Environmental change

Lakes and rivers react extremely sensitively to climate change and environmental changes. As such, they act as an early warning system for global ecological change. Our long-term programmes at Lake Stechlin and Lake Müggelsee, as well as on River Spree document the consequences of this change. Data spanning several decades enables us to forecast how freshwaters will develop under certain scenarios. In the LakeLab, our globally unique experimental facility in Lake Stechlin, we simulate the impact that changing environmental conditions (e.g. extreme weather events or the increasing use of artificial lighting) have on lakes and aquatic organisms.

Vice versa, freshwaters also have an impact on climate change. They have the ability to store or release large quantities of greenhouse gases such as methane and carbon dioxide. We investigate which conditions influence these processes and what role is played by rivers, lakes and wetlands in the global carbon cycle.

Selected publications

July 2022
Trends in Ecology and Evolution. - 37(2022)3, 197-202

The era of reference genomes in conservation genomics

Giulio Formenti; Kathrin Theissinger; Carlos Fernandes; Iliana Bista; Aureliano Bombarely ... Michael T. Monaghan

The European Reference Genome Atlas (ERGA) is a pan-European scientific response to the current threats to biodiversity that aims to generate reference genomes of eukaryotic species across the tree of life. ERGA reference genomes will include threatened, endemic, and keystone species, as well as pests and species important to agriculture, fisheries, and ecosystem function.

April 2022
Limnology and Oceanography. - 67(2022)S1, S101-S120

Antecedent lake conditions shape resistance and resilience of a shallow lake ecosystem following extreme wind storms

Michael W. Thayne; Benjamin M. Kraemer; Jorrit P. Mesman; Bastiaan W. Ibelings; Rita Adrian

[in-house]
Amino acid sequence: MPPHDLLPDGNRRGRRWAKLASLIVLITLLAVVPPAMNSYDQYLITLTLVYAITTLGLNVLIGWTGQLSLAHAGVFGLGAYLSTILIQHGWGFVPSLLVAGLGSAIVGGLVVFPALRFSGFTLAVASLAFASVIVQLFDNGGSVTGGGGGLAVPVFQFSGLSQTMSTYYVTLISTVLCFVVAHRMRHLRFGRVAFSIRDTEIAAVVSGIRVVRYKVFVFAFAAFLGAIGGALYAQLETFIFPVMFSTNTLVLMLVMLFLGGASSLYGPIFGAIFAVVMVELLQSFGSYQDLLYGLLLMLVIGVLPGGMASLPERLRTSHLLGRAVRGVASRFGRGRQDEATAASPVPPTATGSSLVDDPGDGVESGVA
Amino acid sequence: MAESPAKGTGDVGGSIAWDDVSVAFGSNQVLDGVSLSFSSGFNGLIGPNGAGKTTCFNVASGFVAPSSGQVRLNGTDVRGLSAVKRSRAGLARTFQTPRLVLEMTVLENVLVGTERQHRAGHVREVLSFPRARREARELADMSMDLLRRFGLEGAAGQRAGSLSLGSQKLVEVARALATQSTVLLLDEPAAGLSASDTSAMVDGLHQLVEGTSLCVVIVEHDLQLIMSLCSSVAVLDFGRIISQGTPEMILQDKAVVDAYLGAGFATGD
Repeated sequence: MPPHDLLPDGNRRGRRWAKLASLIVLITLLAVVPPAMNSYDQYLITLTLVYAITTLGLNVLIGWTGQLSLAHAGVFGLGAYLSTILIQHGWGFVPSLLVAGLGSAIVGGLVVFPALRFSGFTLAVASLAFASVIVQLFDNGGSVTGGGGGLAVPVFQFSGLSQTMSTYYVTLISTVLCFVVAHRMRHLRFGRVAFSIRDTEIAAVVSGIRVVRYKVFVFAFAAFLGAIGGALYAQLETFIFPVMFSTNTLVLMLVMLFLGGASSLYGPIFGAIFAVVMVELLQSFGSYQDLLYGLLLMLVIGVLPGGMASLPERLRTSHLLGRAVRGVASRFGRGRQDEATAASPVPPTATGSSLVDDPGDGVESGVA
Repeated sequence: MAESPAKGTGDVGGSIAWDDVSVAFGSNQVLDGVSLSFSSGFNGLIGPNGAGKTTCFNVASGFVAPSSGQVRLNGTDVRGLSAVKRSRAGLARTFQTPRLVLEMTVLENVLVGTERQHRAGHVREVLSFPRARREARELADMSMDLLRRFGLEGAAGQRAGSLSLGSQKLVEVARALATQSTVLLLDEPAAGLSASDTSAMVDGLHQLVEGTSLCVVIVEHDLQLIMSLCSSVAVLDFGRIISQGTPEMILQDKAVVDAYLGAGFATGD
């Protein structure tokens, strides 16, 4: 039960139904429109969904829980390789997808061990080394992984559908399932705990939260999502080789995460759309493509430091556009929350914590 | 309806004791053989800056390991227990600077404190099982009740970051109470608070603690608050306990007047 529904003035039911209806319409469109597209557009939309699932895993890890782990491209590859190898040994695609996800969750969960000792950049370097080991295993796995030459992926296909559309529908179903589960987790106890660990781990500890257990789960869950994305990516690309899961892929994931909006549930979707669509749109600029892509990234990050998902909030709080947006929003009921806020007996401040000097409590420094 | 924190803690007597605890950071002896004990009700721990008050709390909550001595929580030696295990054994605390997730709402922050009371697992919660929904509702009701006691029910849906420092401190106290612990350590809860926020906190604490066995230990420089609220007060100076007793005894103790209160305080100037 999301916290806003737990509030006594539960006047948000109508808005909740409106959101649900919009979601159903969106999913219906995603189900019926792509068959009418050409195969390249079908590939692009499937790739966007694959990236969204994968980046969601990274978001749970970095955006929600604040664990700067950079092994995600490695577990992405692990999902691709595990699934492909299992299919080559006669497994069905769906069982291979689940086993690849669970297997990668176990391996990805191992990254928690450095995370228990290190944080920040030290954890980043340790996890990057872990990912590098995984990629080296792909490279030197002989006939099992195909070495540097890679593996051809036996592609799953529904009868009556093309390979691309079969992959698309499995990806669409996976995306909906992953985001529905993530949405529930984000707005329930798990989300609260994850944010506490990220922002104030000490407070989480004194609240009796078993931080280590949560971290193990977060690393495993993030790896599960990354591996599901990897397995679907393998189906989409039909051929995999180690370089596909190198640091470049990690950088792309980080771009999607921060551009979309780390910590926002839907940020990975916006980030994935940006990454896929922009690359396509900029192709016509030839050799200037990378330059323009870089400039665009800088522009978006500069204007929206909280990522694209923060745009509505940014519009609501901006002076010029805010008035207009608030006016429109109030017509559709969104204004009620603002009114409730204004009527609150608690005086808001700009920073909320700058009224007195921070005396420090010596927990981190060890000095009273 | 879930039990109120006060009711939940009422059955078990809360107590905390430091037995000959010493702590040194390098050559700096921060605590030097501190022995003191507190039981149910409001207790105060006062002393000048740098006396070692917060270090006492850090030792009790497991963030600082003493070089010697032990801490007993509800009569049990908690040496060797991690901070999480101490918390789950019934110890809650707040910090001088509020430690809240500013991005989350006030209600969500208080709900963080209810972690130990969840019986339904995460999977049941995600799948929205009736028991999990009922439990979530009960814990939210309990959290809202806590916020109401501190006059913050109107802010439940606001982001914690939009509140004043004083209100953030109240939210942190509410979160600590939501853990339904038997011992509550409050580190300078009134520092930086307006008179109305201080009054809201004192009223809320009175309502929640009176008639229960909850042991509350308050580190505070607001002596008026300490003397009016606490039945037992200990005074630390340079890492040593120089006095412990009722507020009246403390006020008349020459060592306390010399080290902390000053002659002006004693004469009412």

The goal was to develop a systematic, standardized and quantitative methodology for the synthesis of resistance and resilience relative to short-term lake and extreme storm conditions. Resistance and resilience following extreme storms are primarily shaped by antecedent turbidity and thermal conditions. Increased storm intensity and duration diminish resistance and resilience of the lake.


March 2022
Science of the Total Environment. - 814(2022), Art. 151925

Cross-continental importance of CH4 emissions from dry inland-waters

José R. Paranaíba; Ralf Aben; Nathan Barros; Gabrielle Quadra; Annika Linkhorst; André M. Amado; Soren Brothers; Núria Catalán; Jason Condon; Colin M. Finlayson; Hans-Peter Grossart; Julia Howitt; Ernandes S. Oliveira Junior; Philipp S. Keller; Matthias Koschorreck; Alo Laaso; Catherine Leigh; Rafael Marcé; Raquel Mendonça; Claumir C. Muniz; Biel Obrador; Gabriela Onandia; Diego Raymundo; Florian Reverey; Fábio Roland; Eva-Ingrid Rõõmo; Sebastian Sobek; Daniel von Schiller; Haijun Wang; Sarian Kosten

Despite significant progress in quantifying greenhouse gas emissions from dry inland waters, little is known about methane (CH4). The authors determined CH4 emissions from dry sediments across continents and found that the CH4 contribution ranged from 10 to 21% of the equivalent CO2 emissions. Therefore, CH4 emissions from dry inland waters should be considered for the global carbon cycle.

February 2022
Journal of Applied Ecology. - 59(2022)1, 165-175

Warming alters juvenile carp effects on macrophytes resulting in a shift to turbid conditions in freshwater mesocosms

Peiyu Zhang; Huan Zhang; Huan Wang; Sabine Hilt; Chao Li; Chen Yu; Min Zhang; Jun Xu

The authors tested the single and combined effects of warmer water (+4.5°C) and benthivorous juvenile common carp on aquatic macrophytes in 24 mesocosms (2500 L). Our study provides evidence for a regime shift from clear-water conditions dominated by submerged or floating-leaved macrophytes to a turbid state triggered by warming impacts on benthivorous fish rather than on macrophytes.

February 2022
Communications Biology. - 5(2022), Art. 57

Climate-induced forest dieback drives compositional changes in insect communities that are more pronounced for rare species

Lucas Sire; Paul Schmidt Yáñez; Cai Wang; Annie Bézier; Béatrice Courtial; Jérémy Cours; Diego Fontaneto; Laurent Larrieu; Christophe Bouget; Simon Thorn; Jörg Müller; Douglas W. Yu; Michael T. Monaghan; Elisabeth A. Herniou; Carlos Lopez-Vaamonde

Insects declines are now recognised as a consequence of global change. The authors set out to determine the role of drought-induced forest decline in these changes. Using field samples in the Pyrenees and DNA-metabarcoding to determine the species that occur there, they found no loss of species richness in forests experiencing tree loss, but uncovered large differences in the insect communities.

Related Projects

Experts at IGB

Mark Gessner

Head of Department
Research group
Ecosystem Processes

Share page